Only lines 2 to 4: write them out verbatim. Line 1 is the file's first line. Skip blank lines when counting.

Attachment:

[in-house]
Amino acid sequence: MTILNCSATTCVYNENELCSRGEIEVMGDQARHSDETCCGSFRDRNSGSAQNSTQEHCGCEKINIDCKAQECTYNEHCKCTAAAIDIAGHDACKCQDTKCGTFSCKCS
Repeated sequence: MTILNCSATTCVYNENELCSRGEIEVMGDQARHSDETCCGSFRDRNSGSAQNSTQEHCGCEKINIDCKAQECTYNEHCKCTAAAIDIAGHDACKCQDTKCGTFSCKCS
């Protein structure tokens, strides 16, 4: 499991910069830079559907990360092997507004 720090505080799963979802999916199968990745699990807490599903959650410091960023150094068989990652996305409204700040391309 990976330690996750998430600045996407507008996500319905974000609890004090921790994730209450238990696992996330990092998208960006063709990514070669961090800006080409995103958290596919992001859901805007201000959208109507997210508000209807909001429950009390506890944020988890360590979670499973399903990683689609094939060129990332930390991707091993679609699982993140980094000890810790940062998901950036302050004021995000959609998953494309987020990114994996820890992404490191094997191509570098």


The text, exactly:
Amino acid sequence: MTILNCSATTCVYNENELCSRGEIEVMGDQARHSDETCCGSFRDRNSGSAQNSTQEHCGCEKINIDCKAQECTYNEHCKCTAAAIDIAGHDACKCQDTKCGTFSCKCS
Repeated sequence: MTILNCSATTCVYNENELCSRGEIEVMGDQARHSDETCCGSFRDRNSGSAQNSTQEHCGCEKINIDCKAQECTYNEHCKCTAAAIDIAGHDACKCQDTKCGTFSCKCS
């Protein structure tokens, strides 16, 4: 499991910069830079559907990360092997507004 720090505080799963979802999916199968990745699990807490599903959650410091960023150094068989990652996305409204700040391309 990976330690996750998430600045996407507008996500319905974000609890004090921790994730209450238990696992996330990092998208960006063709990514070669961090800006080409995103958290596919992001859901805007201000959208109507997210508000209807909001429950009390506890944020988890360590979670499973399903990683689609094939060129990332930390991707091993679609699982993140980094000890810790940062998901950036302050004021995000959609998953494309987020990114994996820890992404490191094997191509570098």